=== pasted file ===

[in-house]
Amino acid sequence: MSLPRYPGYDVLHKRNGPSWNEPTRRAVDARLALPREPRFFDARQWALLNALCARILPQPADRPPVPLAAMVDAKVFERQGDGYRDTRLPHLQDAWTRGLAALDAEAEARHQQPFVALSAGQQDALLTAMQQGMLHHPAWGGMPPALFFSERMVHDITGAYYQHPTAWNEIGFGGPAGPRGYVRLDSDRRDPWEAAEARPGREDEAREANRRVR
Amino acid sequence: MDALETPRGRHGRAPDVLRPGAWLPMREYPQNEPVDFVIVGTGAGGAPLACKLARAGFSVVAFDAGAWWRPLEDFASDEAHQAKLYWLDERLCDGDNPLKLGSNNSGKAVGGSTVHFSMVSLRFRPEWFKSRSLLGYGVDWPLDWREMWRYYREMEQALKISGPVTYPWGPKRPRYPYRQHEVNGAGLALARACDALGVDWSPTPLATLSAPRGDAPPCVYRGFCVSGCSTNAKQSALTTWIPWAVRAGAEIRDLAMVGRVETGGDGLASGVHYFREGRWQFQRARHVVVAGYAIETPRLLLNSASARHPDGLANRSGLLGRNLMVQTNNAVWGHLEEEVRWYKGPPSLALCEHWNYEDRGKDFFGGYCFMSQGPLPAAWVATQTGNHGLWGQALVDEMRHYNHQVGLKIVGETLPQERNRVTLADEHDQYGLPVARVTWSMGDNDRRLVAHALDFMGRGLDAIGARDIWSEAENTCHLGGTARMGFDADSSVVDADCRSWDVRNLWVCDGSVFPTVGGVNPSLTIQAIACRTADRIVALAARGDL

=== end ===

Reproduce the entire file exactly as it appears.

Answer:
[in-house]
Amino acid sequence: MSLPRYPGYDVLHKRNGPSWNEPTRRAVDARLALPREPRFFDARQWALLNALCARILPQPADRPPVPLAAMVDAKVFERQGDGYRDTRLPHLQDAWTRGLAALDAEAEARHQQPFVALSAGQQDALLTAMQQGMLHHPAWGGMPPALFFSERMVHDITGAYYQHPTAWNEIGFGGPAGPRGYVRLDSDRRDPWEAAEARPGREDEAREANRRVR
Amino acid sequence: MDALETPRGRHGRAPDVLRPGAWLPMREYPQNEPVDFVIVGTGAGGAPLACKLARAGFSVVAFDAGAWWRPLEDFASDEAHQAKLYWLDERLCDGDNPLKLGSNNSGKAVGGSTVHFSMVSLRFRPEWFKSRSLLGYGVDWPLDWREMWRYYREMEQALKISGPVTYPWGPKRPRYPYRQHEVNGAGLALARACDALGVDWSPTPLATLSAPRGDAPPCVYRGFCVSGCSTNAKQSALTTWIPWAVRAGAEIRDLAMVGRVETGGDGLASGVHYFREGRWQFQRARHVVVAGYAIETPRLLLNSASARHPDGLANRSGLLGRNLMVQTNNAVWGHLEEEVRWYKGPPSLALCEHWNYEDRGKDFFGGYCFMSQGPLPAAWVATQTGNHGLWGQALVDEMRHYNHQVGLKIVGETLPQERNRVTLADEHDQYGLPVARVTWSMGDNDRRLVAHALDFMGRGLDAIGARDIWSEAENTCHLGGTARMGFDADSSVVDADCRSWDVRNLWVCDGSVFPTVGGVNPSLTIQAIACRTADRIVALAARGDL